The U.S. military has been indulging in threat inflation about a Chinese attack against Taiwan to bolster its case for funding the Indo-Pacific Command.
That is what a recent report in The Financial Times found when they asked leading China experts to consider the likelihood of a Chinese invasion of Taiwan in the next few years: “This is a defense-driven assessment in the U.S. …They have really done a disservice to American national interests,” said Bonnie Glaser of the German Marshall Fund of the United States. Overstating foreign threats is a tried-and-true way to justify unnecessary military spending.
Appealing to fear of a Chinese attack on Taiwan is well-timed to tap into the growing anti-China consensus in Washington. Admiral Davidson’s claim in March that the threat of a Chinese attack “is manifest during this decade, in fact in the next six years” checked off both boxes. But Davidson’s assertion was simply wrong as a matter of fact.
That China hawks feel the need to engage in such sloppy exaggeration of Chinese military preparations may be good news for advocates of a more restrained U.S. role in East Asia. A more realistic assessment of Chinese capabilities and intentions tells us that the U.S. has more time to reduce some of its regional commitments responsibly, and it suggests that China’s military is not hastening towards confrontation. This is a good opportunity to reassess our current commitments in the region and whether some of them are unnecessary for U.S. and allied security.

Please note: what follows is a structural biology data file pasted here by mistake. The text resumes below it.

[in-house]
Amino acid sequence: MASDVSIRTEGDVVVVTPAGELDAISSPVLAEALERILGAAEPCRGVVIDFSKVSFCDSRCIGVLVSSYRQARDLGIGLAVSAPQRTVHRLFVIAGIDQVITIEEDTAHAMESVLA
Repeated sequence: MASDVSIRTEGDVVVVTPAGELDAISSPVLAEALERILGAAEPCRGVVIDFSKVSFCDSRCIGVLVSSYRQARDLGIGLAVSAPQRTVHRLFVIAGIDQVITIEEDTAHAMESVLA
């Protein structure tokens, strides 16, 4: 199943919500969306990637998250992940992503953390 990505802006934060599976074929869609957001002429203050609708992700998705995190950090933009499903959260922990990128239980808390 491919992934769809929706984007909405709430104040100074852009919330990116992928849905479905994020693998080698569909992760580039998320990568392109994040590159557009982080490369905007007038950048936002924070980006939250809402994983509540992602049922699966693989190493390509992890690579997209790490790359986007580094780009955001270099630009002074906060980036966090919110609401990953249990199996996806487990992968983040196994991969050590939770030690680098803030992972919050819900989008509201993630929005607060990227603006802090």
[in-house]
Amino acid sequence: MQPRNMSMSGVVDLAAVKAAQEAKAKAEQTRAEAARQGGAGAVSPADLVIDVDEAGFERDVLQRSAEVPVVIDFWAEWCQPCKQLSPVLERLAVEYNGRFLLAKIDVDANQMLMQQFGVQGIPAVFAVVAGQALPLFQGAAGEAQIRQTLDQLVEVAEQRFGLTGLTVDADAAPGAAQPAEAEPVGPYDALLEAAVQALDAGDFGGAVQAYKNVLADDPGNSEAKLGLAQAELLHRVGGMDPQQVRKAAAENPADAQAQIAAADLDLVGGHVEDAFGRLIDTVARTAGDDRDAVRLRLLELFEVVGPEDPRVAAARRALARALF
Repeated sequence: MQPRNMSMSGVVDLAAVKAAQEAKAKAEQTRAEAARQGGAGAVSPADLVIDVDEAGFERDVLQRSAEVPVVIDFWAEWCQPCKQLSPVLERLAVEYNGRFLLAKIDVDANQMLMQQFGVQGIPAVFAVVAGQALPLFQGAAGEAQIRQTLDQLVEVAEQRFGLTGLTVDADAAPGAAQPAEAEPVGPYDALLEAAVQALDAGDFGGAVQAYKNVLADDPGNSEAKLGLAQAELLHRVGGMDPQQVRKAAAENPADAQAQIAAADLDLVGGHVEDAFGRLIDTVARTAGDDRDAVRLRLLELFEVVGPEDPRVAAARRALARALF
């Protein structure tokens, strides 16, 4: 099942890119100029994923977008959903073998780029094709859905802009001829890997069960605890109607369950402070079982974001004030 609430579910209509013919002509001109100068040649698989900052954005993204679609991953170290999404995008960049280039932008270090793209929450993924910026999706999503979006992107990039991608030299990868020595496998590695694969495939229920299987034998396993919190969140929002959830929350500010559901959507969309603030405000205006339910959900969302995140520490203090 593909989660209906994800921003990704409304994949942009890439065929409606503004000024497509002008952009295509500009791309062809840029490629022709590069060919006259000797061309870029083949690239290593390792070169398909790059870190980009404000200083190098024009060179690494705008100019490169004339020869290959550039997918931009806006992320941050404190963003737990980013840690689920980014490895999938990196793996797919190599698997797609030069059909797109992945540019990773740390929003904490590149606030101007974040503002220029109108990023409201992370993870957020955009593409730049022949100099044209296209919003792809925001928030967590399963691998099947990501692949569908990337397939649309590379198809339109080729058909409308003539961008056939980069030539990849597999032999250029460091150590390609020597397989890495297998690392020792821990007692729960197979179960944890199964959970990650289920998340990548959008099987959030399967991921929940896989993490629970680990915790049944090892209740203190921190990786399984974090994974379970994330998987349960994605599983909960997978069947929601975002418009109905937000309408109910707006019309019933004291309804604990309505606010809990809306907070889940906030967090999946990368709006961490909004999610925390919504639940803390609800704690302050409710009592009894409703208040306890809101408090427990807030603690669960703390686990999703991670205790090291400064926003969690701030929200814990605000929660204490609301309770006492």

Our military has erred by misunderstanding Chinese government statements and interpreting them as proof that Beijing is speeding up its military modernization. In fact, this is not what the Chinese government has been doing More from the Financial Times:
“Taylor Fravel, an expert on the PLA at the Massachusetts Institute of Technology, points to the fact that party documents published since the emergence of the 2027 goal continue to mention the 2035 and 2049 goals, a sign that those two remain unchanged. Moreover, experts challenge the notion, increasingly peddled by US military officials, that Beijing is getting confident enough in its military capabilities to risk an attack on Taiwan.”